Sunday, November 27, 2005
Unpleasant alternatives in Greece in on the British arrival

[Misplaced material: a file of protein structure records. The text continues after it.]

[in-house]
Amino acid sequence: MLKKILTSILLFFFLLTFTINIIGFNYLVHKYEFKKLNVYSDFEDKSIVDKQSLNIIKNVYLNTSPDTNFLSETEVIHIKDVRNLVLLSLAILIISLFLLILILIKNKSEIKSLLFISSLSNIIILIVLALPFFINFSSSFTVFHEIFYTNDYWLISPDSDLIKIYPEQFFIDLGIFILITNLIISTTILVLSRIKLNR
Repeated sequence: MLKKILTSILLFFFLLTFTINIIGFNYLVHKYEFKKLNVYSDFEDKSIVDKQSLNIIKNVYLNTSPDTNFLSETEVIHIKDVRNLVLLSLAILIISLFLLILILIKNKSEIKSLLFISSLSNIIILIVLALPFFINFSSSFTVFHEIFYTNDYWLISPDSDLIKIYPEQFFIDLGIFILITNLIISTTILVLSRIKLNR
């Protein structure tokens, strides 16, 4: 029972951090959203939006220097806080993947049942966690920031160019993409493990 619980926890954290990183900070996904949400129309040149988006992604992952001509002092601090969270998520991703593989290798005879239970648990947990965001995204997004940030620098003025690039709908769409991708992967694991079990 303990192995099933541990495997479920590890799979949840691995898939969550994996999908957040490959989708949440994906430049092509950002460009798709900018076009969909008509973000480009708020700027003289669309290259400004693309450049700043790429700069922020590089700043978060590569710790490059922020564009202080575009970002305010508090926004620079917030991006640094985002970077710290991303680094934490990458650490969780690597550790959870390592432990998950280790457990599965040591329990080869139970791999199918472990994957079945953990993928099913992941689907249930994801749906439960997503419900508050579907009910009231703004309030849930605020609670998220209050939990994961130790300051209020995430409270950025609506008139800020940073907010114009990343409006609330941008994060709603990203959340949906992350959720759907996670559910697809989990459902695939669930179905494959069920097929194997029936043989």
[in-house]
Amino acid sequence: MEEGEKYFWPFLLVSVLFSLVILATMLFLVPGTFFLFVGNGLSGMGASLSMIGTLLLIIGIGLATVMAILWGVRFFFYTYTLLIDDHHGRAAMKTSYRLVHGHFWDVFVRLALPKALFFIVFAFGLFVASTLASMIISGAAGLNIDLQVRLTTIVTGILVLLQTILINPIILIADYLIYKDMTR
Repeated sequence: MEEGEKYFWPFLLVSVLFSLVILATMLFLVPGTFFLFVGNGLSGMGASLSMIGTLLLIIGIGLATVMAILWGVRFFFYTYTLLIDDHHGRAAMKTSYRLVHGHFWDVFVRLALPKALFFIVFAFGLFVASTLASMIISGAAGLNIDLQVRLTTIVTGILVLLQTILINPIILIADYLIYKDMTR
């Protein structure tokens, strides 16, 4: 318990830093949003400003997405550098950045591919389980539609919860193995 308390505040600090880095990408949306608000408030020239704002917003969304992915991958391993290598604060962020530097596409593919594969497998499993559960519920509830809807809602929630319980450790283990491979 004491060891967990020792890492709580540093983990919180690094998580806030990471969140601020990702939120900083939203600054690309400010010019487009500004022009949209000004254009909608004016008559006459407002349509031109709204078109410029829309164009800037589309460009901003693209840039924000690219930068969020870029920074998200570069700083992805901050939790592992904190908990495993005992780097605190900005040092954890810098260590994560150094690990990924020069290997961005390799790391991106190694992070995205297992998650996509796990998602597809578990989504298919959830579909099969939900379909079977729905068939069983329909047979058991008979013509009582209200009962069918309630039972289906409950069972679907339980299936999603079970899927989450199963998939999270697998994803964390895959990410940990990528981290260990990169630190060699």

There were no good options for moving through mountainous Greece. There were a few one-way roads. There were a few other roads that were not suitable for bad weather and had steep descents. The rest of the paths were "bridal paths". The Greek army was horse and ox and mule-drawn, so they were able to travel, although not at a fast pace. The British army was motorized, and was tied to the few good roads. In the spring, with the rains, much of the travel would turn into mud (March and April). The powers that be in Cairo had decided that the British army would be based in the "Piraeus-Athens area". They hoped that by having intermediate bases with supplies for 90 days, that they could somewhat counter the poor transportation situation. This is based on the account in Vol.II of the Official History. Going into Greece does not even seem like a rational decision, which of course it wasn't, as it was driven by Churchill and his willing minions. This was not a rational, calculated move. The consequences were disastrous to the position in North Africa.